European Journal of Nutrition

, Volume 57, Issue 4, pp 1627–1637 | Cite as

Effects of coconut oil consumption on energy metabolism, cardiometabolic risk markers, and appetitive responses in women with excess body fat

  • Flávia Xavier Valente
  • Flávia Galvão Cândido
  • Lílian Lelis Lopes
  • Desirrê Morais Dias
  • Samantha Dalbosco Lins Carvalho
  • Patrícia Feliciano Pereira
  • Josefina BressanEmail author
Original Contribution



Virgin coconut oil (VCO) is a medium-chain fatty acid source with popularly attributed benefits on obesity management. However, its role on obesity requires elucidation due to its saturated nature. In the study herein, we investigated acute effects of VCO consumption on energy metabolism, cardiometabolic risk markers, and appetitive responses in women with excess body fat.


Fifteen adult women with excess body fat (37.43 ± 0.83%) participated in this randomized, crossover, controlled study. Two isocaloric mixed breakfasts containing 25 mL of VCO or control (extra-virgin olive oil-C) were evaluated. Resting energy expenditure (REE), fat oxidation rate (FOR), diet induced thermogenesis (DIT) and appetitive subjective responses were assessed at fasting and postprandial periods (up to 240 min). Cardiometabolic risk markers were assessed at fasting and up to 180 min postprandially.


VCO did not affect REE, FOR, and DIT compared to C. In addition, VCO did not cause deleterious change in triglycerides, total cholesterol, HDL-c, LDL-c, triglycerides/HDL-c ratio, uric acid, glucose and Homeostasis Model Assessment of Insulin Resistance Index (HOMA-IR) (P time×treatment > 0.05). However, VCO suppressed less hunger (P time×treatment = 0.003), total satiety (P iAUC = 0.021) and total fullness (P iAUC = 0.035) responses than C.


VCO consumption did not acutely change energy metabolism and cardiometabolic risk markers when added to a mixed breakfast but promoted less appetitive responses.


Coconut oil Energy metabolism Fat oxidation Cardiometabolic risk markers Appetite 



We thank Dr. Orgânico, company affiliated to the FidBō group, for kindly donate virgin coconut oil for this research. We also thank Bioclin® for providing biochemical assays kits and Fundação de Amparo à Pesquisa do Estado de Minas Gerais—FAPEMIG, Coordenação de Aperfeiçoamento de Pessoal de Nível Superior—CAPES, and Conselho Nacional de Desenvolvimento Científico e Tecnológico—CNPq for financial support. These companies had no role in manuscript design, analysis, or writing.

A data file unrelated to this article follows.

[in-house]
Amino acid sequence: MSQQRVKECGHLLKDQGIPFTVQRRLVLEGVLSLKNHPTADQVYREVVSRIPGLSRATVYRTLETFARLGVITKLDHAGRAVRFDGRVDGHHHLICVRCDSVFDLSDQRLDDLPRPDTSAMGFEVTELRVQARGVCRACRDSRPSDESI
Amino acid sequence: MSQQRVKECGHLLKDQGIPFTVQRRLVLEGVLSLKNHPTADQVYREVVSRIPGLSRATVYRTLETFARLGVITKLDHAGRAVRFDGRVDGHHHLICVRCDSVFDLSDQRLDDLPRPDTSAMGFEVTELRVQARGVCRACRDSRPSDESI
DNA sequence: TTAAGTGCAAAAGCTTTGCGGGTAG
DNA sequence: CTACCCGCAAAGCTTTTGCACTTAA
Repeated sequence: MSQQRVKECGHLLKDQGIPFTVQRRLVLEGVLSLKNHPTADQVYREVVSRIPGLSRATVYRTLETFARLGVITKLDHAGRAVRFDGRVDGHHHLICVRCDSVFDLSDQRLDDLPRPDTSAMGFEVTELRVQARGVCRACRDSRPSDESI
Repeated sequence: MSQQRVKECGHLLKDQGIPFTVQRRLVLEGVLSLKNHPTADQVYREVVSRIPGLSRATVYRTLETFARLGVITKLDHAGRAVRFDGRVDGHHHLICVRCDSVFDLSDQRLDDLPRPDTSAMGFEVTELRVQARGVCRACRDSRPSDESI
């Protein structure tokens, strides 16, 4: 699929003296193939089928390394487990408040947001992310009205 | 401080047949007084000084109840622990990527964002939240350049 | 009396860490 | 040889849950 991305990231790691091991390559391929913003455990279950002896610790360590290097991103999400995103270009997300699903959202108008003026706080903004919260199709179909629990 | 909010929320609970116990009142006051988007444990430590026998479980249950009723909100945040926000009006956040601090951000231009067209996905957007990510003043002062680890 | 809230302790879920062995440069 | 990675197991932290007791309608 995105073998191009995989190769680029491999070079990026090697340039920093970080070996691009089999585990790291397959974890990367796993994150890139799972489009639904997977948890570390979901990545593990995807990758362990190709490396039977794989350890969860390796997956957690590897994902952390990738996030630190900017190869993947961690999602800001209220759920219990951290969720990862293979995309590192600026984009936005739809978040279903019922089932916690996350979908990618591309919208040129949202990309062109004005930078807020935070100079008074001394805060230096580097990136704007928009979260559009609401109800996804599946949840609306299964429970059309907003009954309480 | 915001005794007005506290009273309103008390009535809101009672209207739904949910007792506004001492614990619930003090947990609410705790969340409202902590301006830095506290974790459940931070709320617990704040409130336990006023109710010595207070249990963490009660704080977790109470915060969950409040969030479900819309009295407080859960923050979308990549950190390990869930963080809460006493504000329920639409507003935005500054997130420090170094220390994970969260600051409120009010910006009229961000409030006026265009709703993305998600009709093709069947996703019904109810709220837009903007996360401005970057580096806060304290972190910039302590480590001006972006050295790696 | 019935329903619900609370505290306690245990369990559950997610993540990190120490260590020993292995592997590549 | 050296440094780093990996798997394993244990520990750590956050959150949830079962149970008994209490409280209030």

Compliance with ethical standards

Ethical standards

The study protocol was approved by the Ethics Committee of Universidade Federal de Viçosa (protocol number: 541,836/2014), conducted in accordance with 1964 Declaration of Helsinki and its later amendments and registered at All participants gave written consent after receiving verbal and written information.

Conflict of interest

The authors declare that they have no conflict of interest.

Supplementary material

394_2017_1448_MOESM1_ESM.doc (36 kb)
Suppl. Figure 1 CONSORT diagram showing participants flow through each stage of the trial. CONSORT: Consolidated Standards of Reporting Trials (DOC 35 kb)
394_2017_1448_MOESM2_ESM.docx (110 kb)
Suppl. Figure 2 Mean ± SEM values of carbohydrate oxidation (A) and fat oxidation (B) rates in response to extra-virgin olive oil (control) or virgin coconut oil (test) intake (n = 15). For the sake of clarity, error bars are only given for the maximum and minimum values at each time point. P time×treatment values were obtained from RM-ANOVA in mixed model setting with time as within-subject factor and meal as between-subject factor. (DOCX 110 kb)
394_2017_1448_MOESM3_ESM.docx (30 kb)
Suppl. Figure 3 Mean ± SEM changes from baseline of self-reported desire to eat specific food types (a, b, c, and d) responses obtained from visual analog scales (VAS) in response to extra-virgin olive oil (control) or virgin coconut oil (test) intake (n = 15). iAUC: incremental area under the curve. For the sake of clarity, error bars are only given for the maximum and minimum values at each time point. P time×treatment values were obtained from RM-ANOVA in mixed model setting with time as within-subject factor and meal as between-subject factor. There were no significant changes in iAUC values (Paired t test, P > 0.05). (DOCX 30 kb)


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Copyright information

© Springer-Verlag Berlin Heidelberg 2017

Authors and Affiliations

  • Flávia Xavier Valente
    • 1
  • Flávia Galvão Cândido
    • 1
  • Lílian Lelis Lopes
    • 1
  • Desirrê Morais Dias
    • 1
  • Samantha Dalbosco Lins Carvalho
    • 1
  • Patrícia Feliciano Pereira
    • 1
  • Josefina Bressan
    • 1
    Email author
  1. 1.Departamento de Nutrição e SaúdeUniversidade Federal de ViçosaViçosaBrazil

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